Ganesh was riding on the back of his dad too.

It was already daybreak when we reached Mai River. My feet were numb and tingly when my dad put me down on the ground. They were also aching to have to walk the first couple of kilometers before I felt too weak to walk further. But the cold breeze coming directly from Mai River refreshed me. Timsina Thuldai, and Bhakta dai bought a bathing soap in a nearby shop while my dad waited for them, Ganesh and I holding his hands. The whole River seemed to be filled with people bathing, shivering, and chanting morning prayers. I saw the men in their shorts and women in their petticoats dive into the cold river and bubble out along with the foamy water. I felt a chill pass down my spine to see people bathing in the cold foggy morning. I told my dad that I would not take the holy bath in the river. He agreed with a condition that he would sprinkle holy water on my body and wash my face. The surroundings rang with the bathing chants of the people: Hara Hara Ganges, Hara Hara Kashi; Hara Hara Ganges, Hara Hara Kashi.

As we walked north along the riverbank, Ganesh hand-in-hand with me, we came across some people in colorful clothes preparing puja and offerings after taking bath. Some others who could not swim were still waiting for the people to come out of the river so that they could waddle in the shallow water. By the time we found a less dense area and our crew finished taking bath and prepared for the puja, it was already 11 am. We planned to first visit the circus and then go to the train-horse ride before going to the other side of the river to see the tribal dances from different parts of the countryside.

“You know, Gopal (my nickname) I will jump the rope with the trapeze girls in the circus,” Ganesh hopped releasing my hand.

“I will ride the unicycle without losing my balance.” I felt as if I had said something very serious when I looked at my dad’s face, and waited for his response.

We were silenced by Timsina Thuldai, who snapped by saying that he would not take us to the circus if we spoke of mischief any further.

No sooner had we finished puja than we heard a loud noise coming from a nearby field in the north where people had laid tents and were busy gambling, drinking, and dancing. Then with an uproar ran a bunch of people out of the crowd. Some ran to the north while others dispersed around trying to avoid the crowd.

“Someone has got him.”

“What happened? Why are you running?”

“I don’t know.”

“Let’s run away.”

“Don’t run to the north. It is dangerous.”

There was an uproar that nobody could decipher about. I was only concerned about the people running around lest they would run over me in the crowd. My dad swiftly hoisted me to his shoulders and started running southward, followed by Timsina Thuldai with Ganesh on his shoulders and Bhakta dai behind him. I did not know for a long time where we were heading. Ganesh and I looked at each other in dismay and puckered our faces when we came to know that we had left Mai River three kilometers away on our way back home.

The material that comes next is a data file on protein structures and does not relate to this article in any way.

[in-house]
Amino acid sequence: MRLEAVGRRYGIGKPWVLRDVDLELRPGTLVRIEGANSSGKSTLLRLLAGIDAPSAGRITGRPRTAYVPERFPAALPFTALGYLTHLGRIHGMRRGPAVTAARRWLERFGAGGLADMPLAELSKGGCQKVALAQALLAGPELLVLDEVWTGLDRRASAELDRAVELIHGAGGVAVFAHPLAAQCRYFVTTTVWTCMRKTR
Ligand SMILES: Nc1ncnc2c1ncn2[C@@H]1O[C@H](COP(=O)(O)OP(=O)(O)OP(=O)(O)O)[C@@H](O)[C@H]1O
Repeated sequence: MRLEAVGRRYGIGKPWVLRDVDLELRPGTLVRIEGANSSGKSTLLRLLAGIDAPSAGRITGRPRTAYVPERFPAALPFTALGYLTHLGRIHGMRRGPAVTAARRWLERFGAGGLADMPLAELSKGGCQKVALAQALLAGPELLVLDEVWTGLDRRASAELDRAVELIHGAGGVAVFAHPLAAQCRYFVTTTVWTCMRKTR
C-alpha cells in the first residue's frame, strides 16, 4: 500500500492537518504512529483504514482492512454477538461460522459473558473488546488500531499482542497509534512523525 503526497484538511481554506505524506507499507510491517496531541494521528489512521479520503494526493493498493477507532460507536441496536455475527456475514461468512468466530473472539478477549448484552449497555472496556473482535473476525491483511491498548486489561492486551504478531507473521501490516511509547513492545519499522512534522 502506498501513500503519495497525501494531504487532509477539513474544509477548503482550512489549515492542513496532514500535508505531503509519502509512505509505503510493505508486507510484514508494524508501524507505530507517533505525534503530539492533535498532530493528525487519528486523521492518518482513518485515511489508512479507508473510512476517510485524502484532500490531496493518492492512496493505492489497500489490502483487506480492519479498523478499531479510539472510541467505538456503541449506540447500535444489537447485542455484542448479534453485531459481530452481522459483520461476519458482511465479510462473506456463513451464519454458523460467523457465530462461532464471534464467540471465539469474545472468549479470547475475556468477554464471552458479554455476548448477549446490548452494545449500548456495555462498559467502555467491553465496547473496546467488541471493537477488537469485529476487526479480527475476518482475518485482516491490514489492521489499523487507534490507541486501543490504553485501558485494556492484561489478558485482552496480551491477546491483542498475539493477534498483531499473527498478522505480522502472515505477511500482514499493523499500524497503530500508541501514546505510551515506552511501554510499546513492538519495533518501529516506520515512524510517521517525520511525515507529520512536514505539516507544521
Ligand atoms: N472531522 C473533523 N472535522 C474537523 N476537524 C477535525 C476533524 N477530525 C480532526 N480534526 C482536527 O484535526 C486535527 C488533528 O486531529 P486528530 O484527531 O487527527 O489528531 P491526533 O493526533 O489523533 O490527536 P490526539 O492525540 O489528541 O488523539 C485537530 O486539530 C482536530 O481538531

On their inquiry, my father and Bhakta dai found out later that the uproar was the consequence of the murder of Guddusingh. This was the name that I feared most because every time I did something mischievous, my father used to threaten to call Guddusingh. I had seen him once in our local Campa Bazaar drinking with his gang in a local tavern. My mom had rushed me home by saying that Guddusingh would kill us if he found out that we asked for more money and did something wrong. I vaguely remember a long-haired, sturdy figure with a thick goatee hanging down his chin, occasionally tapping on the backs of his friends and laughing as he drank.

When we stopped for tea and snacks at a roadside restaurant, I turned to my dad with a mischievous smile and asked him now that Guddusingh was dead whom he would call when I messed things up. Although I felt relieved for some time at Guddusingh’s death, I never forgot that I could not get to the circus and the train that I had been planning to see for a long time. This was the only time my father had allowed me to go to Mai Fair with him. Now I did not know how long I would have to wait for the next one.

I went to Mai Fair several times during my stay in the village, though, but never did I get as excited as I had been the first time. Neither did I ever forget the loss of my joy due to the sad incident. I never understood why Guddusingh was killed that day, nor did I worry about the loss of Guddusingh. What I regretted most for a long time was loss of fun that I had been looking forward to at the fair—the circus, the train and everything that Mai Fair had to offer.
(This piece was originally published on a creative non-fiction blog).